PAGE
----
Depreciation Rules and the Relation Between Marginal and Historical Cost

49 Pages Posted: 27 Apr 2009

See all articles by Madhav V. Rajan

Madhav V. Rajan

Booth School of Business, University of Chicago

Stefan J. Reichelstein

Stanford University - Stanford Graduate School of Business; CESifo (Center for Economic Studies and Ifo Institute)

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Abstract

The reported cost of a product frequently contains historical cost components that reflect past investments in productive capacity. We examine a setting wherein a firm makes a sequence of overlapping capacity investments. Earlier research has identified particular accrual accounting (depreciation) rules with the property that, on a per unit basis, the historical cost of a product captures precisely its marginal cost. Relative to this benchmark, we investigate and characterize the direction and magnitude of the bias in reported historical cost that results from alternative depreciation rules, including in particular straight-line depreciation in conjunction with partial direct expensing. In addition, we demonstrate that for a reasonable range of parameter specifications the resulting bias is rather small. Finally, we apply our framework to two specific settings. First, in a regulatory context, we establish the extent to which the Accounting Profit Margin is indicative of a firm's pricing power in the product market. Second, we model an internal control scenario in which a manager's performance is evaluated using residual income, and identify the distortions in investment levels that result from the use of alternative depreciation rules.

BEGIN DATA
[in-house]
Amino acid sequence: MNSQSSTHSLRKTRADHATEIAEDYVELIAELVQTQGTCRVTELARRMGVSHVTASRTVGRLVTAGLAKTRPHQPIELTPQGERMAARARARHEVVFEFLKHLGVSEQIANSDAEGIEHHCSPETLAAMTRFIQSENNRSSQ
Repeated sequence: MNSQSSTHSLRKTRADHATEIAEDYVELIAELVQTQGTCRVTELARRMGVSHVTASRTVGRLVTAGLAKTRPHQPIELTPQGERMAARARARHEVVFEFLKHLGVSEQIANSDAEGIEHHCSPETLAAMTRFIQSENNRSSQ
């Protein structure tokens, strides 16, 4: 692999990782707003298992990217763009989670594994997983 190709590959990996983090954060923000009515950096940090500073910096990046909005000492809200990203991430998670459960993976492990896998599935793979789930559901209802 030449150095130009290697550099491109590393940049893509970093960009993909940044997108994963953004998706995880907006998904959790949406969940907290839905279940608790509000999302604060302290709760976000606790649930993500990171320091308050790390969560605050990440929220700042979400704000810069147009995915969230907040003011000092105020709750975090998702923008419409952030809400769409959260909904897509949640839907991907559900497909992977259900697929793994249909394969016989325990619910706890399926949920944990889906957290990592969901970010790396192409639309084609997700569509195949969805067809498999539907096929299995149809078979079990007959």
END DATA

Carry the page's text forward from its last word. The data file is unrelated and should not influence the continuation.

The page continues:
JEL Classification: M40, M41, M46, G34, D40

Suggested Citation

Rajan, Madhav V. and Reichelstein, Stefan J., Depreciation Rules and the Relation Between Marginal and Historical Cost. Available at SSRN: https://ssrn.com/abstract=1378293 or http://dx.doi.org/10.1111/j.1475-679X.2009.00334.x

Madhav V. Rajan (Contact Author)

Booth School of Business, University of Chicago

1101 East 58th Street
Chicago, IL 60637-1561
United States

Stefan J. Reichelstein

Stanford University - Stanford Graduate School of Business ( email )

655 Knight Way
Stanford, CA 94305-5015
United States
650-736-1129 (Phone)
650-725-7979 (Fax)

CESifo (Center for Economic Studies and Ifo Institute)

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Munich, DE-81679
Germany

HOME PAGE: http://www.CESifo.de

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